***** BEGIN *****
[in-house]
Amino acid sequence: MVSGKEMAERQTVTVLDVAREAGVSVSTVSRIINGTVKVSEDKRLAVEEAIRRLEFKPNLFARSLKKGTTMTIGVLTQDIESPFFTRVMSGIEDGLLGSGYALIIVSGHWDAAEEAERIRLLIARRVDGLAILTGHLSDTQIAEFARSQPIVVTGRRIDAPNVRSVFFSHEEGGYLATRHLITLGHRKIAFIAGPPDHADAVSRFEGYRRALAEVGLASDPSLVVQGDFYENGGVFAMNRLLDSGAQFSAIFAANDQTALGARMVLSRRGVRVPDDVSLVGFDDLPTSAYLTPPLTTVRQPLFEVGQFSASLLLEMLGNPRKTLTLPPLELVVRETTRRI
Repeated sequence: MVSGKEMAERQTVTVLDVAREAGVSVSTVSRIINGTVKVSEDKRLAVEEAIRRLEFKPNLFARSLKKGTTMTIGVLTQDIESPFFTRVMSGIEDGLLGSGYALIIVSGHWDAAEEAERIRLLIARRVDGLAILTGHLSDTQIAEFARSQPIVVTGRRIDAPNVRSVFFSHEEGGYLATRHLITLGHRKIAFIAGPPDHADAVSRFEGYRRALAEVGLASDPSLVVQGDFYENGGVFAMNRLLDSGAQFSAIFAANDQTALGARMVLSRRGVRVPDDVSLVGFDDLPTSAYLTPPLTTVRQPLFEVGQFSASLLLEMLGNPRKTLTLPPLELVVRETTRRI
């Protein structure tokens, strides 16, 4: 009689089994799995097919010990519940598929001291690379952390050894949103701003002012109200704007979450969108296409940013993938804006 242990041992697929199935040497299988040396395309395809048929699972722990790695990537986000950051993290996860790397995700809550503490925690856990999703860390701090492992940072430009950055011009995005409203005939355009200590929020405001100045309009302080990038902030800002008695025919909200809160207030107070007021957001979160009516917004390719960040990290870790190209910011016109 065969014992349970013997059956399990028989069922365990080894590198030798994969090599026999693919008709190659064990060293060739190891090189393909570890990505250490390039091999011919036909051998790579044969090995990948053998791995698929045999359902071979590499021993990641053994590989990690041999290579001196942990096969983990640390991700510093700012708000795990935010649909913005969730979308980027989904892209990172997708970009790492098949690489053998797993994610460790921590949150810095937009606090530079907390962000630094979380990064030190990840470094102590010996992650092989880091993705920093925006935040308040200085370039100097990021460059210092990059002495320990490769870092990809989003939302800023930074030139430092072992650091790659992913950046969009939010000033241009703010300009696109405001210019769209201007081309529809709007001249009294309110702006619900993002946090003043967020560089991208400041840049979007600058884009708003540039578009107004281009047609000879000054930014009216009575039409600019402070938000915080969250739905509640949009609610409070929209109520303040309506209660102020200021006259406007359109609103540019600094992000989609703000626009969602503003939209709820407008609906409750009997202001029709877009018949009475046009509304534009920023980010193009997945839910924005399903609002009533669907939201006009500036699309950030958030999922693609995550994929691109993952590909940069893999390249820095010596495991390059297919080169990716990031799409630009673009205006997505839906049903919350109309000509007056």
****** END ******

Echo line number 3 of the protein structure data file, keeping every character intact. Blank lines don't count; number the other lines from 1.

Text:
Repeated sequence: MVSGKEMAERQTVTVLDVAREAGVSVSTVSRIINGTVKVSEDKRLAVEEAIRRLEFKPNLFARSLKKGTTMTIGVLTQDIESPFFTRVMSGIEDGLLGSGYALIIVSGHWDAAEEAERIRLLIARRVDGLAILTGHLSDTQIAEFARSQPIVVTGRRIDAPNVRSVFFSHEEGGYLATRHLITLGHRKIAFIAGPPDHADAVSRFEGYRRALAEVGLASDPSLVVQGDFYENGGVFAMNRLLDSGAQFSAIFAANDQTALGARMVLSRRGVRVPDDVSLVGFDDLPTSAYLTPPLTTVRQPLFEVGQFSASLLLEMLGNPRKTLTLPPLELVVRETTRRI